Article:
The pay for a soldier began with the viaticum which recruits received upon joining. Auxiliary forces received 3 aurei (75 denarii), and it was assumed that the viaticum for joining the legion was the same amount, which remained at the same level, until the time of Severus. Caesar doubled the daily pay of legionaries from 5 to 10 asses, meaning 225 â€¦...
see pay sand, pay formation
(Mexican) PieFound on http://www.encyclo.co.uk/local/20118
- be worth it 2. [v] - render 3. [v] - make a compensation for 4. [v] - do or give something to somebody in return 5. [v] - discharge or settle 6. [v] - give money, usually in exchange for goods or services 7. [v] - bear (a cost or penalty), in recompense for some actionFound on http://www.webdictionary.co.uk/definition.php?query=pay
• (n.) Satisfaction; content. • (v. t.) Hence, figuratively: To compensate justly; to requite according to merit; to reward; to punish; to retort or retaliate upon. • (v. i.) Hence, to make or secure suitable return for expense or trouble; to be remunerative or profitable; to be worth the effort or pains required; as, it will pay to ...Found on http://thinkexist.com/dictionary/meaning/pay/
do or give something to somebody in return; `Does she pay you for the work you are doing?`Found on http://wordnetweb.princeton.edu/perl/webwn?s=pay
Pay is an expression used in hydrocarbon mining. It denotes a portion of a reservoir that contains economically recoverable hydrocarbons. The term derives from the possibility of `paying` an income surpassing the costs. Equivalent terms are pay sand or pay zone. Overall interval in which pay volumes occur is the gross pay; smaller...Found on http://en.wikipedia.org/wiki/Pay_(geology)
(pā) intransitive verb
To give a recompense; to make payment, requital, or satisfaction; to discharge a debt. « The wicked borroweth, and payeth
not again.» Ps. xxxvii. 21. 2.
Hence, to make or secure suitable return for expense or trouble; to be remunerat...Found on http://www.encyclo.co.uk/webster/P/36
Pay noun 1.
Satisfaction; content. Chaucer. 2.
An equivalent or return for money due, goods purchased, or services performed; salary or wages for work or service; compensation; recompense; payment; hire; as, the pay
of a clerk; the pay
of a soldier. « Where...Found on http://www.encyclo.co.uk/webster/P/36
Pay transitive verb
[ Old French peier
, from Latin picare
to pitch, i...
pitch: confer Old French peiz
pitch, French poix
. See Pitch
a black substance.] (Nautical)
To cover, as bottom of a vessel, a seam, a spar, etc., with tar or pitch, or waterproo...Found on http://www.encyclo.co.uk/webster/P/36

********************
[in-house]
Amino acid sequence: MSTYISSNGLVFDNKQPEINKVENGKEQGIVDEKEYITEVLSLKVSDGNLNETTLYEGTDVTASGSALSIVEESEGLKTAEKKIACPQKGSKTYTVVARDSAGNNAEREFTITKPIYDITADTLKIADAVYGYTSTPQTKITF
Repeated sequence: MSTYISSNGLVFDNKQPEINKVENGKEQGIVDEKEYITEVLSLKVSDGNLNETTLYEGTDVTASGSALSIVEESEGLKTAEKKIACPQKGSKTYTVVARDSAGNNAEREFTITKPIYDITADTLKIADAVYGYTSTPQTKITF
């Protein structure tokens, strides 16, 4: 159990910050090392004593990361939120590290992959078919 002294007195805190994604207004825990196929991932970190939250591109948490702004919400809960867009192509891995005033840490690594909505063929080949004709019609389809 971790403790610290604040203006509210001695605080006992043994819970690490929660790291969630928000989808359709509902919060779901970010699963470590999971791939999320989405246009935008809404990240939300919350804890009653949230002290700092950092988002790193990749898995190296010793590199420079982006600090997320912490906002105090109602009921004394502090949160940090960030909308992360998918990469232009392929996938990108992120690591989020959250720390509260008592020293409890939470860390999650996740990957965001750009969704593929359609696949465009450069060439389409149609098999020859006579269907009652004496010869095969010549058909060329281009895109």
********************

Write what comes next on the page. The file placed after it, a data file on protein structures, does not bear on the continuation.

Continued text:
1. To give money for exchange of goods or services 2. A salary or wage of an employee or labour 3. To give money or services for the debts owed.Found on http://www.encyclo.co.uk/local/21213
1. To satisfy, or content; specifically, to satisfy (another person) for service rendered, property delivered, etc.; to discharge one's obligation to; to make due return to; to compensate; to remunerate; to recompense; to requite; as, to pay workmen or servants. 'May no penny ale them pay [i. E, satisfy]' (P. Plowman) '[She] pays me with disdain.' ...Found on http://www.encyclo.co.uk/local/20973
Fill a seam (with caulking or pitch), or to lubricate the running rigging; pay with slush (q.v.), or protect from the weather by covering with slush. See also: The Devil to pay. (French from paix, pitch)Found on http://www.translationdirectory.com/glossaries/glossary101.htm
Financial reward given by employers to employees for their work. Take-home pay or net pay is pay after income tax, national insurance contributions, and any other deductions have been taken away....Found on http://www.encyclo.co.uk/local/20688
Financial reward given by employers to employees for their work. Take-home pay or net pay is pay after income tax, national insurance contributions, and any other deductions have been taken away. Gross pay is before deductions. The pay of manual workers is normally called their wage; white-collar workers are usually said to receive a sa...Found on http://www.talktalk.co.uk/reference/encyclopaedia/hutchinson/m0038110.html
pay 1. To give someone money for work done or for goods or services provided: 'They were paid a small fortune for renovating the house.' 2. To settle a debt or other financial obligation. 3. To bring in an amount of money: 'She wanted to know how much the job would pay.' 4. Etymology: from Middle English payen, 'to pacify, to appease, to please,...Found on http://www.wordinfo.info/words/index/info/view_unit/1549/2
Pay is a nautical term for to cover with pitch.Found on http://www.probertencyclopaedia.com/browse/RP.HTM
v. to deliver money owed.Found on http://dictionary.law.com/Default.xhtml?selected=1475
No exact match found